Most avid followers of the PGA Tour know that Vijay Singh, the “Big Fijian,” reported to tour officials that he had been using a product called deer antler spray.
Apparently, this stuff stimulates muscle growth because it contains a substance banned for use under the PGA Tour anti-doping rules called IGF -1. Vijay claims he used the spray, not knowing that it was in contravention of the rules.
It seems strange to me that he didn’t know of the ban because the PGA Tour sends what they call a green sheet to each of its members informing them of items requiring their attention.
The green sheet identified IGF-1 as being illegal and specifically identified deer antler spray as non-conforming. This action by Vijay directly opposed anti-doping rules.
The PGA Tour’s initial reaction was to suspend Mr. Singh and he appealed. The PGA Tour asked the World Anti Drug Administration (WADA) for a position.
They complied with the statement that says IGF-1 is not considered prohibited but the use of deer antler spray might cause an adverse analytical finding in a drug test.
It should be noted that currently the PGA Tour does not conduct a test that would reveal such results. In other words, it’s okay to use deer antler spray, but it could cause you to fail a drug test if we decided to administer such a test, but we don’t have a rule to do so at this time.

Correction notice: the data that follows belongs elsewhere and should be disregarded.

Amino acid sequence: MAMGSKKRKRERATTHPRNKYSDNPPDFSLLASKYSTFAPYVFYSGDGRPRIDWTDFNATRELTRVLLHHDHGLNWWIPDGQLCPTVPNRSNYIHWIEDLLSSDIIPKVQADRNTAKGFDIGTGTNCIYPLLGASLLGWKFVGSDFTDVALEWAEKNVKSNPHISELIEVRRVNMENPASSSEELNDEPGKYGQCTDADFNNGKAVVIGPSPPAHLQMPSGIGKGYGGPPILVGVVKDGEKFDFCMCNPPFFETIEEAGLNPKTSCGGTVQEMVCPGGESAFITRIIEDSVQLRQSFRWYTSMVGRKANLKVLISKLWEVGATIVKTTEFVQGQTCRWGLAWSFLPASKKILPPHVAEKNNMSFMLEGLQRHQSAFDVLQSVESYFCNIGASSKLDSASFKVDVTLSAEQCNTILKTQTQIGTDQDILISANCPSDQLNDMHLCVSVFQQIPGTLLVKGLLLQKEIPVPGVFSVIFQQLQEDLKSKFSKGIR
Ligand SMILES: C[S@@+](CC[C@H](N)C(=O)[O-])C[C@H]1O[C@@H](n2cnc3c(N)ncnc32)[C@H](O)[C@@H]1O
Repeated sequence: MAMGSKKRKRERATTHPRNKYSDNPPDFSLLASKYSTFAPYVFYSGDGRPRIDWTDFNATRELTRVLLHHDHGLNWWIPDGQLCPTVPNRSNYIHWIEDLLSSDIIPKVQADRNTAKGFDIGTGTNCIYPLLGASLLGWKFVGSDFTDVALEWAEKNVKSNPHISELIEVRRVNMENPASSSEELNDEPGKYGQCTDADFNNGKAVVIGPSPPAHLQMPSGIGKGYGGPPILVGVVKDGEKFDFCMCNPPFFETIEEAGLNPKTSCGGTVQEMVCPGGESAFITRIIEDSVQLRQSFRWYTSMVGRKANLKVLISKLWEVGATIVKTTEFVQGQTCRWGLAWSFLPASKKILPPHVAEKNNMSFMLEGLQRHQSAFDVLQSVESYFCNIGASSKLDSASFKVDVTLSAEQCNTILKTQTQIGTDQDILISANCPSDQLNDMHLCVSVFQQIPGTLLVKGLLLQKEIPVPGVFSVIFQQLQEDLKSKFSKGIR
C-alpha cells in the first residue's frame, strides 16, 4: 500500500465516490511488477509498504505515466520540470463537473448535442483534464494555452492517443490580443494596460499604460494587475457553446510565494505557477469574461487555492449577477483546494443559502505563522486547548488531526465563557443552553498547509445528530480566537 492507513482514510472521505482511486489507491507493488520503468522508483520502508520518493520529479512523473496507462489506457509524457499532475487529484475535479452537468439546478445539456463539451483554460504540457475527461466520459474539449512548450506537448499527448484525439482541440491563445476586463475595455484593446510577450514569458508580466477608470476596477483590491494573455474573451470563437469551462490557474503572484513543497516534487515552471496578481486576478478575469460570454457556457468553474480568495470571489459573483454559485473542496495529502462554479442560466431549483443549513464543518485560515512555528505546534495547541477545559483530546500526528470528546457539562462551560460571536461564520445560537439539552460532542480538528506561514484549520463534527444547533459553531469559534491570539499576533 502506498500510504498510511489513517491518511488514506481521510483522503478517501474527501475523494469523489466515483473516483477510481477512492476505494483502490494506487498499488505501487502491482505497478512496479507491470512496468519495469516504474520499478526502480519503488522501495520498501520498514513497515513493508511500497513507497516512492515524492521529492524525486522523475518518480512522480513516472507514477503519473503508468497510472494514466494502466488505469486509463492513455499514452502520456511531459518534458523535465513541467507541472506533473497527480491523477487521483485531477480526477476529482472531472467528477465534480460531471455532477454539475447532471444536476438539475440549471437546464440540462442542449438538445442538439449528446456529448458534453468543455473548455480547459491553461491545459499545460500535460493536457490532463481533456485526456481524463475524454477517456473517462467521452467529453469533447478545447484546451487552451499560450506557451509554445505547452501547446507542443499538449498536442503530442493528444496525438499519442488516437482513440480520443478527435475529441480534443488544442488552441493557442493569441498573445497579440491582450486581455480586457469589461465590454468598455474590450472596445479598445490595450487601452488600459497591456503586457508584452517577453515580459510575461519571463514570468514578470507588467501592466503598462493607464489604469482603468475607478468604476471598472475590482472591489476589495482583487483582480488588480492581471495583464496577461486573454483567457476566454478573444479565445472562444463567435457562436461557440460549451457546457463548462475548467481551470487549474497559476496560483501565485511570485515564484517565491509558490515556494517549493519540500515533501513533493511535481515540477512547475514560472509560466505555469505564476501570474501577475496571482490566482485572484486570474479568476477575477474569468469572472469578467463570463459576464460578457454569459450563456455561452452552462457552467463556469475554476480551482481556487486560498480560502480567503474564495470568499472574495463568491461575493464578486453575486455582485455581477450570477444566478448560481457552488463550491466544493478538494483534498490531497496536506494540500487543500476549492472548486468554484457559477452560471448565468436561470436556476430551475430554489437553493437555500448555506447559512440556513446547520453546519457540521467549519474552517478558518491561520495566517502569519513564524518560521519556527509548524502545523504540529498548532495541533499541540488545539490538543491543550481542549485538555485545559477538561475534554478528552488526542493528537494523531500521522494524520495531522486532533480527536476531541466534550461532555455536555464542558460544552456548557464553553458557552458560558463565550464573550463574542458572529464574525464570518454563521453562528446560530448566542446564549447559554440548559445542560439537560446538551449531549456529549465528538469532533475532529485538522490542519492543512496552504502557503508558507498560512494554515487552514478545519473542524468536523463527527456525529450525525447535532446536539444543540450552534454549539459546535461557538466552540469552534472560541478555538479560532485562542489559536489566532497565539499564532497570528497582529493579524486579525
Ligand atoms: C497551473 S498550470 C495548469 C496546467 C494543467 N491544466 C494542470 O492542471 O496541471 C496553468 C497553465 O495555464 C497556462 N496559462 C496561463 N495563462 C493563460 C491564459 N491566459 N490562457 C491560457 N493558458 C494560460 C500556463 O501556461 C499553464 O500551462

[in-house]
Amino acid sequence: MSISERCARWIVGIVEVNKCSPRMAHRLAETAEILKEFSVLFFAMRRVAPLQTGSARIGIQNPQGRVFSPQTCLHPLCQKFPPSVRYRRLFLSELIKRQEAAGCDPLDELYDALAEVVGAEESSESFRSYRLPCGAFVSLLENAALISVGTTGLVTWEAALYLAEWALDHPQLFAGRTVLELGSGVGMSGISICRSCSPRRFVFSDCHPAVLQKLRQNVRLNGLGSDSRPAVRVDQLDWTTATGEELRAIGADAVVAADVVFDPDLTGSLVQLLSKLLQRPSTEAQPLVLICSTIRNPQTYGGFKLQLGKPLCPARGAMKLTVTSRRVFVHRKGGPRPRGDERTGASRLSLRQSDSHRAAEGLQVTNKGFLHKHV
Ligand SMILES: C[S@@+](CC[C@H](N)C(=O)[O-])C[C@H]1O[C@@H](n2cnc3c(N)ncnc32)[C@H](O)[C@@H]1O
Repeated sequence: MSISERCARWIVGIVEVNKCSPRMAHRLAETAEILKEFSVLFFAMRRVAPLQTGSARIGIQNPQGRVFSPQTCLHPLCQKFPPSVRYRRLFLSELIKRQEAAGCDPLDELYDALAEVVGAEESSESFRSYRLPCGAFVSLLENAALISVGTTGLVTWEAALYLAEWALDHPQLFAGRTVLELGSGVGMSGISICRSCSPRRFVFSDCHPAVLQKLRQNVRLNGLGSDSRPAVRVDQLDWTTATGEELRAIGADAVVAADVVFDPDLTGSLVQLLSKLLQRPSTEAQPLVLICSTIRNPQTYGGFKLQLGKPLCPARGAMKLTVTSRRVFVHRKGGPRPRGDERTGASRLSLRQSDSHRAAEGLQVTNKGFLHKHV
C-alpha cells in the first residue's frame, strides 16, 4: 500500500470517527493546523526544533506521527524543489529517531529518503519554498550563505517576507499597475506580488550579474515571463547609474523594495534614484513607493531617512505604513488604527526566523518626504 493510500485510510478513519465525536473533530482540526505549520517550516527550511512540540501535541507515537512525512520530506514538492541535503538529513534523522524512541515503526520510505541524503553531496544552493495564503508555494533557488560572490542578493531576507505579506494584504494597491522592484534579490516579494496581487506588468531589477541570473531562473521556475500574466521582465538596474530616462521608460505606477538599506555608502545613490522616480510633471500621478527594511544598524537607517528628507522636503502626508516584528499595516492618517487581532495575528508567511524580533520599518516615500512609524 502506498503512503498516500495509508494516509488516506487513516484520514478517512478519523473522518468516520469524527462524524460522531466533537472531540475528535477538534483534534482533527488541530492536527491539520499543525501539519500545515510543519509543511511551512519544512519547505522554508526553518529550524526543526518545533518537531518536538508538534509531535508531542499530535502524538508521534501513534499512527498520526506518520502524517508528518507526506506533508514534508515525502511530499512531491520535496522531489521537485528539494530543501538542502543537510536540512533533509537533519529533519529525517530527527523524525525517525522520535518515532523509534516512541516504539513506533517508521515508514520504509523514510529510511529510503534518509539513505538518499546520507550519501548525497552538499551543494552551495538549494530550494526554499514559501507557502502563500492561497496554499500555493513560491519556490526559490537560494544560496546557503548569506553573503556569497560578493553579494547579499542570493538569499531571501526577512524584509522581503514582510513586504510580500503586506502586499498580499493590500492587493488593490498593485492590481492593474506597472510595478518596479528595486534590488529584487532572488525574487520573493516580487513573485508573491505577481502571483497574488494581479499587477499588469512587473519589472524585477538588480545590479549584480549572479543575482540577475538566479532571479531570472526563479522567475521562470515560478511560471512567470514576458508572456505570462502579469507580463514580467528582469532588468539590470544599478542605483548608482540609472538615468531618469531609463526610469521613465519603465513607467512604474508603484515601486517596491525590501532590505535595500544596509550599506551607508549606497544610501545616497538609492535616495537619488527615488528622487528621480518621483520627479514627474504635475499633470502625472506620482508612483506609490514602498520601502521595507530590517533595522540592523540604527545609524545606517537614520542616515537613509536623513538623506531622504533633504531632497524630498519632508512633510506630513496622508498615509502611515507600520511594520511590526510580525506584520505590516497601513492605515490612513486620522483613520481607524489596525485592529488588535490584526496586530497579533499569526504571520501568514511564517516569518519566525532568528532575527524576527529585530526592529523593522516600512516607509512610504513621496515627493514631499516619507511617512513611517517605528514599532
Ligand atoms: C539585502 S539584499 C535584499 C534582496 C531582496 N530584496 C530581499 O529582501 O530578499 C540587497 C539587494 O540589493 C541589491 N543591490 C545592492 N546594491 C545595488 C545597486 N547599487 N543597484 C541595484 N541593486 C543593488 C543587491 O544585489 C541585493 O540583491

This is an obvious mess. How is a player to act? What is the public to believe? Is there an anti-doping policy on the PGA Tour or not?
Tour Commissioner Tim Finchem has tip-toed through a mine field with this one but there is a bigger problem brewing in the cauldron of public opinion.
The squeaky clean, apple-cheeked, mop-headed glamour boys are sliding down a slippery slope. First came the agreement to oppose the ban on the use of the anchored putter. This flies in the face of the rest of the world (except for the PGA of America and the PGA of Canada).
Then came the Tiger Woods debacle at Augusta which, more than anything, polarized the golf world into two distinct camps: Tiger lovers and Tiger dislikers.
Now a perceived drug problem is resolved by issuing a confusing, player-protecting position that does nothing to show leadership or interest in addressing a potential or possibly existing problem.
These situations could be a gigantic wake-up call to the PGA Tour.
Perhaps, the years of role models like Byron Nelson, Jack Nicklaus, Johnny Miller and Ernie Els are over. The goose that laid the golden egg may not be dead, but she has been hit hard by these events.
Could each of these subjects, in their own way, begin a drift in corporate sponsorship away from what was the perfect image of the PGA Tour?